• Quality measurements in agile software development

    by  • July 24, 2013 • Quality measurement, Software quality

    In the context of agile software process the measurement approaches on varying levels and for varying purposes have been proposed. In this subsection we present the core measurements that are involved in agile software development methods.

    Measurements in Scrum

    The SCRUM methodology defines certain measures. Based on The Scrum Guide (Schwaber and Sutherland 2011) the following are the recommended measures in SCRUM:

    • Product backlog. At any point in time, the total work remaining to reach a goal can be summed. The Product Owner tracks this total work remaining at least for every Sprint Review. The Product Owner compares this amount with work remaining at previous Sprint Reviews to assess progress toward completing projected work by the desired time for the goal. This information is made transparent to all stakeholders. Various trend burn-down, burn-up and other projective practices have been used to forecast progress. These have proven useful. However, these do not replace the importance of empiricism. In complex environments, what will happen is unknown. Only what has happened may be used for forward-looking decision-making.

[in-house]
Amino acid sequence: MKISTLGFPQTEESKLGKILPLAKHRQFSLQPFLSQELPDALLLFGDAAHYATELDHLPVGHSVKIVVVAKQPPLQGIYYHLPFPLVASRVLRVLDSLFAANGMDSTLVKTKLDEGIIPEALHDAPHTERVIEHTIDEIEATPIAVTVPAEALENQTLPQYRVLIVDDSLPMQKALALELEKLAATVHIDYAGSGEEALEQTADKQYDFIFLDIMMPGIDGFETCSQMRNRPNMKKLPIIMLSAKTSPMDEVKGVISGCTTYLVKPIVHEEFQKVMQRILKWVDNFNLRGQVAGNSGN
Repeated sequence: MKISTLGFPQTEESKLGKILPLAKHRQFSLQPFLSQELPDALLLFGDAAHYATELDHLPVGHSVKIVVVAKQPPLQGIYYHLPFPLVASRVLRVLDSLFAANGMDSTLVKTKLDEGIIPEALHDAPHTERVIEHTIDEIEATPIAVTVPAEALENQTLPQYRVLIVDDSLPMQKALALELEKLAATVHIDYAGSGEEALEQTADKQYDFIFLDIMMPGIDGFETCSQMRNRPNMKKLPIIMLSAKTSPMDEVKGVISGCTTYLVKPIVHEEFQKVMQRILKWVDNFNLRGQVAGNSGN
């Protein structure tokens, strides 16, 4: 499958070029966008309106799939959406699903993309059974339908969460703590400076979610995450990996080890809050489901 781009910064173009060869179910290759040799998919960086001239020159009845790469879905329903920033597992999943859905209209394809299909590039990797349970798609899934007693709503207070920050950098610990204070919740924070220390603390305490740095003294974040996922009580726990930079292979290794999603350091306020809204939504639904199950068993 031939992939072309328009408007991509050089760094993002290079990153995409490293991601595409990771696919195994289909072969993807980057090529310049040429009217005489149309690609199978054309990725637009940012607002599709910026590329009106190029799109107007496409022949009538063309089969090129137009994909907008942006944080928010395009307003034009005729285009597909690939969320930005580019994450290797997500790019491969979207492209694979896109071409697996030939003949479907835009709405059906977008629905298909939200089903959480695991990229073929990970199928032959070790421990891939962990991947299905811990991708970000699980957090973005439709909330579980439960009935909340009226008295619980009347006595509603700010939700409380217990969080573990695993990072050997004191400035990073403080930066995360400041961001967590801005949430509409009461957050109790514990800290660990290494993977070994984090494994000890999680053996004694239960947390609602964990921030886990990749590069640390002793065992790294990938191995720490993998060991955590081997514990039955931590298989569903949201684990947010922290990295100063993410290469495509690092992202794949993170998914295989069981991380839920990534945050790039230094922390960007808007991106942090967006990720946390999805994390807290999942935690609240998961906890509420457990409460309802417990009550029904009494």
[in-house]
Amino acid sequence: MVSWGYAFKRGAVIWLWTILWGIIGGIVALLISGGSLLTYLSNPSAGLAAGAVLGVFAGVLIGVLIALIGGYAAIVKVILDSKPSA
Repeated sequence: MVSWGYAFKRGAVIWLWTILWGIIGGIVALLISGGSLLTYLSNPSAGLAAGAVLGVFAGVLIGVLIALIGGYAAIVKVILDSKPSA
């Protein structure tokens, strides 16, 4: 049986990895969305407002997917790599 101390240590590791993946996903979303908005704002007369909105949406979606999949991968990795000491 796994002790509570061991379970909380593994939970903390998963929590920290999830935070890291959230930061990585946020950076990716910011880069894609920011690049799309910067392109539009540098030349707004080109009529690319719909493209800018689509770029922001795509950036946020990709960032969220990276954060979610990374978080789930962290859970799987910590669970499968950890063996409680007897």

• Sprint backlog. At any point in time in a Sprint, the total work remaining in the Sprint Backlog items can be summed.

    The quality goals are specified in the “Definition of done” and therefore during the sprint, the quality goals should not decrease. The SCRUM methodology does not propose more specific measurements regarding product quality.

    Measurements in KANBAN

    In KANBAN methodology (Anderson and Reinertsen 2010) the work progress is tracked using cumulative flow diagrams, see Figure 1. The average lead time of work items can be read from x-axis and the amount of work in progress from y-axis.

    Untitled

    Figure 1. Cumulative flow diagram

    Other proposed charts in KANBAN according to Anderson and Reinertsen (2010) are, e.g., the following:

    • lead time distribution
    • mean lead time trend
    • mean lead time and due date performance
    • throughput (#deployed per month)
    • issues and blocked work item chart
    • quality (bugs per feature each day)

    In the next post, we will present the key findings from empirical research on measurements, different measures and their rationale in the agile context, in practice.

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